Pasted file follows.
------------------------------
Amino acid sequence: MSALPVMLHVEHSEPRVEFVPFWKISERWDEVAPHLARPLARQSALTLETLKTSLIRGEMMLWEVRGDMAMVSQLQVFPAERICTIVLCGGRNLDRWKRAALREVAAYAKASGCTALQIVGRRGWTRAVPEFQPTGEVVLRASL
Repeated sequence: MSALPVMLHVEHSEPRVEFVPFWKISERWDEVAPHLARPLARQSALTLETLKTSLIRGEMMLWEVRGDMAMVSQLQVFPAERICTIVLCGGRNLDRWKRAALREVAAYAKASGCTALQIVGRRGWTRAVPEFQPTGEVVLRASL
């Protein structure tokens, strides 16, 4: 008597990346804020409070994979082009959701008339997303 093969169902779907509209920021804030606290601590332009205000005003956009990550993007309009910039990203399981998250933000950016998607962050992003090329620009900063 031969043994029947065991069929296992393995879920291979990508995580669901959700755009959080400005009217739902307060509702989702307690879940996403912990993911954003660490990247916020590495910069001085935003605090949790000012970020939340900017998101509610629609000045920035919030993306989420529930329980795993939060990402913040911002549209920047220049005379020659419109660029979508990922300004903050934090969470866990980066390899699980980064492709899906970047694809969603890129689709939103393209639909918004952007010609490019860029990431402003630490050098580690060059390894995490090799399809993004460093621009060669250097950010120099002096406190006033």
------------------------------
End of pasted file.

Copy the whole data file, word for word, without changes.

Amino acid sequence: MSALPVMLHVEHSEPRVEFVPFWKISERWDEVAPHLARPLARQSALTLETLKTSLIRGEMMLWEVRGDMAMVSQLQVFPAERICTIVLCGGRNLDRWKRAALREVAAYAKASGCTALQIVGRRGWTRAVPEFQPTGEVVLRASL
Repeated sequence: MSALPVMLHVEHSEPRVEFVPFWKISERWDEVAPHLARPLARQSALTLETLKTSLIRGEMMLWEVRGDMAMVSQLQVFPAERICTIVLCGGRNLDRWKRAALREVAAYAKASGCTALQIVGRRGWTRAVPEFQPTGEVVLRASL
């Protein structure tokens, strides 16, 4: 008597990346804020409070994979082009959701008339997303 093969169902779907509209920021804030606290601590332009205000005003956009990550993007309009910039990203399981998250933000950016998607962050992003090329620009900063 031969043994029947065991069929296992393995879920291979990508995580669901959700755009959080400005009217739902307060509702989702307690879940996403912990993911954003660490990247916020590495910069001085935003605090949790000012970020939340900017998101509610629609000045920035919030993306989420529930329980795993939060990402913040911002549209920047220049005379020659419109660029979508990922300004903050934090969470866990980066390899699980980064492709899906970047694809969603890129689709939103393209639909918004952007010609490019860029990431402003630490050098580690060059390894995490090799399809993004460093621009060669250097950010120099002096406190006033």